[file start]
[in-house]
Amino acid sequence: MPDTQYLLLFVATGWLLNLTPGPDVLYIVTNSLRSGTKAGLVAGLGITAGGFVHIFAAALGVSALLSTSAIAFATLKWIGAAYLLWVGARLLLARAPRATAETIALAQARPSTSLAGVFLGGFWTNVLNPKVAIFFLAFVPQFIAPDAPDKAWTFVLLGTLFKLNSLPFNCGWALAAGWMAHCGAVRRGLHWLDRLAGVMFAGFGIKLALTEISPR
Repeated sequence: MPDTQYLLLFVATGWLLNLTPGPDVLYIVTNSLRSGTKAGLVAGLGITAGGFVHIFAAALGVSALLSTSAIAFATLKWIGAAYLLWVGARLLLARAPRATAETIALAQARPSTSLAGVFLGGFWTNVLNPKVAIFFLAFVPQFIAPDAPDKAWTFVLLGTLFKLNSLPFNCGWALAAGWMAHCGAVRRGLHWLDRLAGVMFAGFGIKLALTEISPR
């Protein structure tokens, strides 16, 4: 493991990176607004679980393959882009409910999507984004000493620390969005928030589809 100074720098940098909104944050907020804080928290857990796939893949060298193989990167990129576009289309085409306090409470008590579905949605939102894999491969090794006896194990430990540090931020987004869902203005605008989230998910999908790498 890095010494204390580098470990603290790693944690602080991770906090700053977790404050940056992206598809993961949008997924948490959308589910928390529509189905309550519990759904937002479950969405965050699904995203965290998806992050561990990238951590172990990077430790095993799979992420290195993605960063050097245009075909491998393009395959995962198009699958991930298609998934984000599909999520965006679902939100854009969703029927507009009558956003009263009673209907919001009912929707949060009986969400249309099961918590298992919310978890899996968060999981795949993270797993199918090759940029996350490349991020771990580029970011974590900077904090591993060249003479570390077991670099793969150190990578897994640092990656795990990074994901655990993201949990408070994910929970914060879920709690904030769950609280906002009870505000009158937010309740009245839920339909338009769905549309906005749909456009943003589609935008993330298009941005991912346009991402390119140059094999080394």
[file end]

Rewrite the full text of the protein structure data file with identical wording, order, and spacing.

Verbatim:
[in-house]
Amino acid sequence: MPDTQYLLLFVATGWLLNLTPGPDVLYIVTNSLRSGTKAGLVAGLGITAGGFVHIFAAALGVSALLSTSAIAFATLKWIGAAYLLWVGARLLLARAPRATAETIALAQARPSTSLAGVFLGGFWTNVLNPKVAIFFLAFVPQFIAPDAPDKAWTFVLLGTLFKLNSLPFNCGWALAAGWMAHCGAVRRGLHWLDRLAGVMFAGFGIKLALTEISPR
Repeated sequence: MPDTQYLLLFVATGWLLNLTPGPDVLYIVTNSLRSGTKAGLVAGLGITAGGFVHIFAAALGVSALLSTSAIAFATLKWIGAAYLLWVGARLLLARAPRATAETIALAQARPSTSLAGVFLGGFWTNVLNPKVAIFFLAFVPQFIAPDAPDKAWTFVLLGTLFKLNSLPFNCGWALAAGWMAHCGAVRRGLHWLDRLAGVMFAGFGIKLALTEISPR
């Protein structure tokens, strides 16, 4: 493991990176607004679980393959882009409910999507984004000493620390969005928030589809 100074720098940098909104944050907020804080928290857990796939893949060298193989990167990129576009289309085409306090409470008590579905949605939102894999491969090794006896194990430990540090931020987004869902203005605008989230998910999908790498 890095010494204390580098470990603290790693944690602080991770906090700053977790404050940056992206598809993961949008997924948490959308589910928390529509189905309550519990759904937002479950969405965050699904995203965290998806992050561990990238951590172990990077430790095993799979992420290195993605960063050097245009075909491998393009395959995962198009699958991930298609998934984000599909999520965006679902939100854009969703029927507009009558956003009263009673209907919001009912929707949060009986969400249309099961918590298992919310978890899996968060999981795949993270797993199918090759940029996350490349991020771990580029970011974590900077904090591993060249003479570390077991670099793969150190990578897994640092990656795990990074994901655990993201949990408070994910929970914060879920709690904030769950609280906002009870505000009158937010309740009245839920339909338009769905549309906005749909456009943003589609935008993330298009941005991912346009991402390119140059094999080394």